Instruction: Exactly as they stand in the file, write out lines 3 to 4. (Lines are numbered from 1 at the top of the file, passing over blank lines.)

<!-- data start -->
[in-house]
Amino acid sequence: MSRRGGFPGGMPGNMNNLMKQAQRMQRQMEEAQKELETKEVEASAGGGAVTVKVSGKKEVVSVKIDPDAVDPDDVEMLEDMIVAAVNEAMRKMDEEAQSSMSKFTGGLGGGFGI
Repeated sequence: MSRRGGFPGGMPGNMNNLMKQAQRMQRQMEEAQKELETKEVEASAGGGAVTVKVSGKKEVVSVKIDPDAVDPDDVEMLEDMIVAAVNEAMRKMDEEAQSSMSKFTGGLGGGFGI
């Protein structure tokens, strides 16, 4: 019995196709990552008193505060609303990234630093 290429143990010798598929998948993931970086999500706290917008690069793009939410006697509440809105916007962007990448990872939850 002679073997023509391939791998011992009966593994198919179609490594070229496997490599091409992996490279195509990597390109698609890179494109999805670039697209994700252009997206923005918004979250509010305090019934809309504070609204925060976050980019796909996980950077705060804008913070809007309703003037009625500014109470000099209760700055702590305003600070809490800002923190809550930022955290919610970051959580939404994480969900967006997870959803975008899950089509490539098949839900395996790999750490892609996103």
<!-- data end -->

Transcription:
Repeated sequence: MSRRGGFPGGMPGNMNNLMKQAQRMQRQMEEAQKELETKEVEASAGGGAVTVKVSGKKEVVSVKIDPDAVDPDDVEMLEDMIVAAVNEAMRKMDEEAQSSMSKFTGGLGGGFGI
């Protein structure tokens, strides 16, 4: 019995196709990552008193505060609303990234630093 290429143990010798598929998948993931970086999500706290917008690069793009939410006697509440809105916007962007990448990872939850 002679073997023509391939791998011992009966593994198919179609490594070229496997490599091409992996490279195509990597390109698609890179494109999805670039697209994700252009997206923005918004979250509010305090019934809309504070609204925060976050980019796909996980950077705060804008913070809007309703003037009625500014109470000099209760700055702590305003600070809490800002923190809550930022955290919610970051959580939404994480969900967006997870959803975008899950089509490539098949839900395996790999750490892609996103």